EDMONTON — Edmonton Catholic Schools' trustees have voted to abolish gambling activities as a source of school funding.
But board chair Debbie Engel says gambling revenues will still be used in Catholic schools while the board looks for alternative and sustainable options.
After a unanimous vote Jan. 19, trustees adopted the position that "no school or school community in Alberta should have to raise money through gambling activities in order to meet children's educational needs."
They say, "The board does not see this type of fundraising as meaningful engagement in children's education."
In a brief Statement of Belief, trustees say it's the province's responsibility to provide adequate and sustainable funding for all aspects of public education.
The board has been dealing with the issue since the fall when the Edmonton Archdiocese implemented new policy guidelines which forbid Catholic groups to raise money through "harmful gambling activities."
Archdiocesan chancellor Father Gregory Bittman issued a statement Jan. 18 commending the school board "for adopting a formal statement of belief on the issue."
Bittman said the archdiocese recognizes that the school district needs time "to make fundamental changes. However, we believe that fundraising without casinos is an attainable goal."
Catholic schools in the city earn about $6 million through casino fundraising every 18 months. Eighty-six out of 87 schools take part in the practice. They use the money to pay for school field trips, hot lunch programs, equipment and other extras.
Engel said the issue is one of social justice and educational equality. While larger schools in more affluent areas can afford to pay for extras, smaller schools cannot.
"I'm thinking there are some schools who literally wouldn't survive without casino funds," Engel said Jan. 24. "You take a school that has a population of 150 kids and you take away $80,000 every 18 months.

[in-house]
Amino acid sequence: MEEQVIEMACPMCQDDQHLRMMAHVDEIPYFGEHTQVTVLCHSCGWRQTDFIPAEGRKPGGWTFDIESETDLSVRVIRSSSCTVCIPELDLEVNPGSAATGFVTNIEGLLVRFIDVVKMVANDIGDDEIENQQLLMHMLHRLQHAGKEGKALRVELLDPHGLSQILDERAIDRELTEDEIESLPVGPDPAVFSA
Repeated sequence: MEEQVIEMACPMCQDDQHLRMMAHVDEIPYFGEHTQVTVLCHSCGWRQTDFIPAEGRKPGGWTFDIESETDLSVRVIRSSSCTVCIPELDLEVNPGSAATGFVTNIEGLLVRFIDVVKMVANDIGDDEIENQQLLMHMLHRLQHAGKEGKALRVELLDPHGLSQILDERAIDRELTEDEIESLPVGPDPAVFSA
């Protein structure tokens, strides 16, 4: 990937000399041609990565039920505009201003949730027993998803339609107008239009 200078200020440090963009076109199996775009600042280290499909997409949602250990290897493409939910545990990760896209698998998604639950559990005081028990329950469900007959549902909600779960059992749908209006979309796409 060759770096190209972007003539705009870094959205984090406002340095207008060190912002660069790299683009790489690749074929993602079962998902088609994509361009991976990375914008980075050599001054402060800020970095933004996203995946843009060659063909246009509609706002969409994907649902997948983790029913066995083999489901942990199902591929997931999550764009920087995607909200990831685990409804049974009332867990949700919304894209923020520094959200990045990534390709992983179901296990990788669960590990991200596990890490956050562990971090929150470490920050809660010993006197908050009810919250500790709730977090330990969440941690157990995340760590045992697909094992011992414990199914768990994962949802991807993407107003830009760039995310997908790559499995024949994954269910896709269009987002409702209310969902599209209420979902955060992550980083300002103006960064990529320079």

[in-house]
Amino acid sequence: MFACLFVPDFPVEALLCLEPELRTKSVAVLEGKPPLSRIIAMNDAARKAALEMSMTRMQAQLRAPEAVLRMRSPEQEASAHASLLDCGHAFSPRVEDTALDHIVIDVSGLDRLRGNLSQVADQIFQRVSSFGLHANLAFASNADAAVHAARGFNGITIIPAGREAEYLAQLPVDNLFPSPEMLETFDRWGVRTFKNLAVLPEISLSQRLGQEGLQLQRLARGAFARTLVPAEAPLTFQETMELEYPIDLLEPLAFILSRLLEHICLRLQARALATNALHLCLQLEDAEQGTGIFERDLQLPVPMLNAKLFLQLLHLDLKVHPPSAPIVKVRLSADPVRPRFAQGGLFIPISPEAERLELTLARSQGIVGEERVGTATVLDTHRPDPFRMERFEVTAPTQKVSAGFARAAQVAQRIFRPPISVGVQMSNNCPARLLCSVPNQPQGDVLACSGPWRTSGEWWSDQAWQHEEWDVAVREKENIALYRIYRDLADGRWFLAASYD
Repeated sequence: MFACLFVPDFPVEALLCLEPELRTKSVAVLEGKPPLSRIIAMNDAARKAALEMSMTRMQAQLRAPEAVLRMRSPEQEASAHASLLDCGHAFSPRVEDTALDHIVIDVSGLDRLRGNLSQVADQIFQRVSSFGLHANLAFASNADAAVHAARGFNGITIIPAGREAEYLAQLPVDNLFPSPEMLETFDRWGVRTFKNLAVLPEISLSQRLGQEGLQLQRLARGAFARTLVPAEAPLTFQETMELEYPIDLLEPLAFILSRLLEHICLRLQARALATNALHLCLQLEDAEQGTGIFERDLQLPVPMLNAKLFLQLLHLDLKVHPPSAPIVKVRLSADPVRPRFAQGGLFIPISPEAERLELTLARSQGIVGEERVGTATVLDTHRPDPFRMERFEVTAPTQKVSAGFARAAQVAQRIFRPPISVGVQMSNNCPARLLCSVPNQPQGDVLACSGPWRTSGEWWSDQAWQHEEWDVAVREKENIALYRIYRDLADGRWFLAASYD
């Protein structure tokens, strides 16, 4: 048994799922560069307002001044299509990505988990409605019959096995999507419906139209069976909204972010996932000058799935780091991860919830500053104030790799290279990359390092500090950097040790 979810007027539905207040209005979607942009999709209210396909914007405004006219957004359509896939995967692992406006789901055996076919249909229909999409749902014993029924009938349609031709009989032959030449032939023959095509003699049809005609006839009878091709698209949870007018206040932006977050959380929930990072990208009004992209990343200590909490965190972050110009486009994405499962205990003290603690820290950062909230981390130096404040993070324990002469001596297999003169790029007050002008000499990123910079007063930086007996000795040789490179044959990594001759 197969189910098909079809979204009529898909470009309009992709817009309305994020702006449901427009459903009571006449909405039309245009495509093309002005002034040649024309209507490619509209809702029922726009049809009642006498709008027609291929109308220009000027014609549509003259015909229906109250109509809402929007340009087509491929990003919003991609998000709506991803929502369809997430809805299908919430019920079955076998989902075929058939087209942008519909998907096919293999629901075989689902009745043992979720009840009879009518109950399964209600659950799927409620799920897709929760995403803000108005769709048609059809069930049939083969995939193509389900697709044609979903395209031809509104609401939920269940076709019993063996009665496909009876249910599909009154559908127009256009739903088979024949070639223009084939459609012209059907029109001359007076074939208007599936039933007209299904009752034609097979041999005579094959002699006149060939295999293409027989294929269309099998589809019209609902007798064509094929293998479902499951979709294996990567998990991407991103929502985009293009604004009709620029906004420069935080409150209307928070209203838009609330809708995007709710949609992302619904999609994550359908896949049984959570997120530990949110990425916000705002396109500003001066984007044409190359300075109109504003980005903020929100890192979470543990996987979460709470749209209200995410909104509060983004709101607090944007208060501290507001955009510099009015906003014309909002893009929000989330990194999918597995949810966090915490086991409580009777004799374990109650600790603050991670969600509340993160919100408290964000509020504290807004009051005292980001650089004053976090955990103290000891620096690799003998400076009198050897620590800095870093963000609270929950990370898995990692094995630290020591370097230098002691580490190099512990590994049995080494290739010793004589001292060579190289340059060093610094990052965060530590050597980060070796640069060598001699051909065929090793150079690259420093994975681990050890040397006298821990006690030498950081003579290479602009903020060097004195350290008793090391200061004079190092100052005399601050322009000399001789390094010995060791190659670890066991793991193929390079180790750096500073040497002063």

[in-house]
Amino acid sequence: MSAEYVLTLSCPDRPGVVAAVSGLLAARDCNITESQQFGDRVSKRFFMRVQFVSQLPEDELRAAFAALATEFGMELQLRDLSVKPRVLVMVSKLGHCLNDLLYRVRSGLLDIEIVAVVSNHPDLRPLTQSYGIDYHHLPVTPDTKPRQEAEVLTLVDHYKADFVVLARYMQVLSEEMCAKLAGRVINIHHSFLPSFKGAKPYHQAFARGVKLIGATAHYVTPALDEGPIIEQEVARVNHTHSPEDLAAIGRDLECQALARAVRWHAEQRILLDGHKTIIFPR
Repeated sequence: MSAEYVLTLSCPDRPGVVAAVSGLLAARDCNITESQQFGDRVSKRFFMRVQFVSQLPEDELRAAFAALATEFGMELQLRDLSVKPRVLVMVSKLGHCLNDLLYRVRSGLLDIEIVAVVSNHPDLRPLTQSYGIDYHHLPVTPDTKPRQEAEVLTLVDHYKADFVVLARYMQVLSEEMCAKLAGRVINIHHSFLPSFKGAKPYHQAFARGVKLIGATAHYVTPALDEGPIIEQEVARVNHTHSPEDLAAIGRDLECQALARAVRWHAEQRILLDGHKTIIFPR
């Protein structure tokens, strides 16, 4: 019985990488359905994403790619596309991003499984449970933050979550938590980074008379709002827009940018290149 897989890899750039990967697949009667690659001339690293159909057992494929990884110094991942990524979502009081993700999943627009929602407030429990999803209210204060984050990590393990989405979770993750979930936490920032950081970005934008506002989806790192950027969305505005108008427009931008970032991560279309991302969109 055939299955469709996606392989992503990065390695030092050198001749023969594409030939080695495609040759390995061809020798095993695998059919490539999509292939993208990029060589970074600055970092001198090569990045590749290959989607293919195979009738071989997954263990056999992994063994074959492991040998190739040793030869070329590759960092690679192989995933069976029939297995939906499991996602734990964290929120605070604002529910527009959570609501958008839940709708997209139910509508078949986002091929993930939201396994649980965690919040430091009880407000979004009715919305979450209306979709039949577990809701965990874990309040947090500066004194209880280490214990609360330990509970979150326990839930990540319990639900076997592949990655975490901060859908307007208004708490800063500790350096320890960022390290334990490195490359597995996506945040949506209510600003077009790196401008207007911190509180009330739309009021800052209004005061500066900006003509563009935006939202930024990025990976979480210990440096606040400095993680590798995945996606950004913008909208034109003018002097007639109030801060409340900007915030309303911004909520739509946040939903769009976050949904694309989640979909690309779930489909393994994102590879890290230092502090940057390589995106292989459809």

"They are getting the same $80,000 as a school with 800 kids. And so it's just not equitable to our board's way of thinking."
The board plans to look at a number of options, including lobbying the Alberta government for changes in how revenue is distributed, so parents don't have to work at casinos.
"We would like to lobby the provincial government to find out exactly how much money is coming into public education from casinos and allocate it evenly on a need basis throughout the province for adequate, sustainable funding for education," Engel said.
"We are not asking the government to come up with more money. We are asking the government to take the money and put it into general revenues and distribute it on an equitable basis so schools can have adequate, predictable funding."
Until that happens, schools will likely continue to rely on casino revenues.
"Make no bones about it. We are not going to cut people off of casinos when we know they are relying on it," Engel said. "We are going to work on a solution before anything like that is entertained."
Engel said both Archbishop Richard Smith and the board are reluctant to set timelines for the transition "until we know where we are going with this."
The archdiocese understands schools need time to transition away from gambling activities, said spokesperson Lorraine Turchansky.
"We are really happy that they have made a formal statement of belief on the issue and that's a great step forward.
"We also are in total support of their position that working casinos is not a great way to participate in the education of your kids," she said.
"There are a lot more constructive things that parents should be doing and we certainly agree that this form of fundraising for schools is inappropriate and inequitable and so we are going to help them in any way we can in their efforts to secure alternate government funding."
Trustees plan to meet with community members and parent council members Feb. 24 to discuss "how can we as a community support the (archdiocesan gambling) policy and continue to fund our schools properly."
The board has already started a Catholic foundation that will be responsible for fundraising but Engel has little faith it will be as effective as gambling in raising funds.
"Do we see the foundation as the answer to replace $6 million every 18 months right now? No. And neither does the person in charge," Engel said.
"Will it eventually? That doesn't take away the problem that this is not social justice. Even if the foundation makes the money, it's still unjust the way the casino dollars are used."